Russia threatens Lithuania over ‘more than serious’ Kaliningrad rail goods ban

Russia has warned Lithuania – a Nato member – that it will “take action” unless the movement of goods by rail to the Kaliningrad exclave is restored.

Moscow summoned Lithuania’s top diplomat to deliver a protest after the Baltic nation banned the transit of sanctioned goods through its territory.

“The situation is more than serious,” Kremlin spokesperson Dmitry Peskov told reporters. “This decision is really unprecedented. It’s a violation of everything.”

Russia’s foreign ministry called Lithuania’s move “openly hostile”.

“If cargo transit between the Kaliningrad region and the rest of the Russian Federation via Lithuania is not fully restored in the near future, then Russia reserves the right to take actions to protect its national interests,” it said.

Kaliningrad, formerly the port of Koenigsberg, capital of East Prussia, was captured from Nazi Germany by the Red Army in April 1945 and ceded to the Soviet Union after the Second World War.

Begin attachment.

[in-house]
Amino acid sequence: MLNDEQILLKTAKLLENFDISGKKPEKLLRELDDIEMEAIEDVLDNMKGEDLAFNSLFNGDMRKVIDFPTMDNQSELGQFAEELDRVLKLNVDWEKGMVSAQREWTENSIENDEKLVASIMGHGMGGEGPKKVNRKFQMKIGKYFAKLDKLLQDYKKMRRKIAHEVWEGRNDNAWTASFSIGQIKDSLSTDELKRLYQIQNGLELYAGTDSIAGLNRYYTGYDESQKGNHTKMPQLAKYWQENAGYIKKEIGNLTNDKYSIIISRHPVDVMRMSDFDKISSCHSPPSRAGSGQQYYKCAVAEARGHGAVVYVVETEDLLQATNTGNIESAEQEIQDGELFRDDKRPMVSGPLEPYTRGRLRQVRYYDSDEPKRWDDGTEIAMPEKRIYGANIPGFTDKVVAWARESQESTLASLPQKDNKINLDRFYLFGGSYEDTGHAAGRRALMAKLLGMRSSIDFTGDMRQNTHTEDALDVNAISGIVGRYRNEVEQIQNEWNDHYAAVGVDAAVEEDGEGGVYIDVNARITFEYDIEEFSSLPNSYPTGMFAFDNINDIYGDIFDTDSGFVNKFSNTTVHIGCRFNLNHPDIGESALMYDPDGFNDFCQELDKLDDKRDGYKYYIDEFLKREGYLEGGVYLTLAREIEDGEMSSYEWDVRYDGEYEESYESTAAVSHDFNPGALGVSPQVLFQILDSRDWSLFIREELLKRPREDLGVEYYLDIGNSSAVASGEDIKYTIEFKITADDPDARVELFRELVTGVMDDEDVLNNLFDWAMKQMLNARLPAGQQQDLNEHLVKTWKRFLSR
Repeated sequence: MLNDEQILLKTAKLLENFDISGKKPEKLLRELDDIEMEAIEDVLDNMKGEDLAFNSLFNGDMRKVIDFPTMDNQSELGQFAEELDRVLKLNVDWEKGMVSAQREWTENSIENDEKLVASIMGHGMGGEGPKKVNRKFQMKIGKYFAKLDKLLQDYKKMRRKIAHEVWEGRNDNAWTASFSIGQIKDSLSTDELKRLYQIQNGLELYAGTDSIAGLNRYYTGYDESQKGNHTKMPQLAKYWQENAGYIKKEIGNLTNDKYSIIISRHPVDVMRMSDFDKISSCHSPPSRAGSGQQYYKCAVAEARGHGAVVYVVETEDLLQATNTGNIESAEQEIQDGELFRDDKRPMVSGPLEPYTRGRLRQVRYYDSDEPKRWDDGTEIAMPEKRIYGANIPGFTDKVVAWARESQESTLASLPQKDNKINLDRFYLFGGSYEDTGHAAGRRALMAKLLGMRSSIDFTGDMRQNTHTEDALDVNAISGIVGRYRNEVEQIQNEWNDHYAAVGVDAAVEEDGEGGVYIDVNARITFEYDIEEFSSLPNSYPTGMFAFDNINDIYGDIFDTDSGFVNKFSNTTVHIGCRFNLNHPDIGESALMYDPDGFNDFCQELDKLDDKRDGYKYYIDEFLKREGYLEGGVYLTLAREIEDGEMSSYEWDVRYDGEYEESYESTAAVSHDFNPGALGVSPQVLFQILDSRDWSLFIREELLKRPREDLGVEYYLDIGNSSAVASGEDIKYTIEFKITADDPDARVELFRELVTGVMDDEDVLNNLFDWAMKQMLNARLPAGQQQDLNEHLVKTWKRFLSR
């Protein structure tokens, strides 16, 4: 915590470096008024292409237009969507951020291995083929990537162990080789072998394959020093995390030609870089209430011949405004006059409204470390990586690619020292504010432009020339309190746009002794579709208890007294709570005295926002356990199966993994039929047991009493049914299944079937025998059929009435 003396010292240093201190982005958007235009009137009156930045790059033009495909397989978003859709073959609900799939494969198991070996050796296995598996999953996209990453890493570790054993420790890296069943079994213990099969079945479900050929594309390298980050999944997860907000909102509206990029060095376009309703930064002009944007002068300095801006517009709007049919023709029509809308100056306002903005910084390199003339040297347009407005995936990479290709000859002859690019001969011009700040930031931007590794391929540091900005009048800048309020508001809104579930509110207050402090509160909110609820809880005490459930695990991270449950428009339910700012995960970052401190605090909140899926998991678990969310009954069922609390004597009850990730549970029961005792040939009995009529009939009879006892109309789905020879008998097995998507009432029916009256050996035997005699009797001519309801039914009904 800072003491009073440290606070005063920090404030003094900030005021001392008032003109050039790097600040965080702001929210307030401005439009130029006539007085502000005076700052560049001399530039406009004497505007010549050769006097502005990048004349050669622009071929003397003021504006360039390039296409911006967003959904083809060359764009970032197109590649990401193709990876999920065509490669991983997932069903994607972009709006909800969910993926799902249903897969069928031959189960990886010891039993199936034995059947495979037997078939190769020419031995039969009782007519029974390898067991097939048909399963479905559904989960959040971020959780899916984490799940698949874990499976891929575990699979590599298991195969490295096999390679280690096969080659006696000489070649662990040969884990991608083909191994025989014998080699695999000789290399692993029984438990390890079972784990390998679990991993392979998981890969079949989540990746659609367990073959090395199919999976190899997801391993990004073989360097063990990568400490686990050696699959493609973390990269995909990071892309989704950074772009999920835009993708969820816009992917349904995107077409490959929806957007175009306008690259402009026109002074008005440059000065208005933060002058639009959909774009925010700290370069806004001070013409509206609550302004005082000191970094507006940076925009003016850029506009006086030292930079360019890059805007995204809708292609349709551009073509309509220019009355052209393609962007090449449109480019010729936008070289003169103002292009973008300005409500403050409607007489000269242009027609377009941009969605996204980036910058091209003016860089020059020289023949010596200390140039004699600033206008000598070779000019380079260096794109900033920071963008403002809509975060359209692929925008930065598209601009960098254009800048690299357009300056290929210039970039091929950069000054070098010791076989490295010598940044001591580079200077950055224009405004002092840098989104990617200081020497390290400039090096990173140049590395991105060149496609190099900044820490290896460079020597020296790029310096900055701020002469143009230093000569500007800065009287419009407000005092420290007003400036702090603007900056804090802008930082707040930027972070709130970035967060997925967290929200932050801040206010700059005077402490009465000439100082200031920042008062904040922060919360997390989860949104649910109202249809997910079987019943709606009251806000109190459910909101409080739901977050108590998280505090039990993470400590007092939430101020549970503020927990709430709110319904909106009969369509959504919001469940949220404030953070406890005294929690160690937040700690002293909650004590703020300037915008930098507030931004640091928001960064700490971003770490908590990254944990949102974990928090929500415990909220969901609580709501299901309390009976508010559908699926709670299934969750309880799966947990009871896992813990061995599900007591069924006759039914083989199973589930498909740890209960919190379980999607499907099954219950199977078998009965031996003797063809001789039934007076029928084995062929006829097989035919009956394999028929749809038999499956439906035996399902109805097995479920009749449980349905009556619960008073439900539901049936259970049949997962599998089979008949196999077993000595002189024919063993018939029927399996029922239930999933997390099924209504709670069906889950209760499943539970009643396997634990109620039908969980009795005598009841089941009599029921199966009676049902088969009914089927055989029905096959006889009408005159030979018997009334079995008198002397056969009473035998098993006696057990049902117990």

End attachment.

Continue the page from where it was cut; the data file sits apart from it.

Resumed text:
It has a population of about 430,000 and is Russia’s only ice-free Baltic port as well as the home of the Russian Baltic fleet.

It is sandwiched between Nato members Poland and Lithuania and isolated from the rest of Russia except by sea. Trains with goods for Kaliningrad travel via Belarus and Lithuania; there is no transit through Poland.

Lithuania said it was merely implementing EU sanctions, part of a swathe of measures intended to punish President Vladimir Putin for the invasion of Ukraine.

“It’s not Lithuania doing anything: it’s European sanctions that started working from 17 of June,” said foreign minister Gabrielius Landsbergis. “It was done with consultation from the European Commission and under European Commission guidelines.”

Lithuania’s state-owned railway informed clients on Saturday that sanctioned goods such as steel and iron would no longer be permitted to cross Lithuania.

From 10 July, similar sanctions will be implemented on concrete and alcohol goods, from 10 August on coal and from December no Russian oil will be allowed through EU territory.

Anton Alikhanov, the governor of the Russian exclave, has estimated that the ban would affect some 50 per cent of all goods flowing towards Kaliningrad by rail.

Reuters and Associated Press contributed to this report

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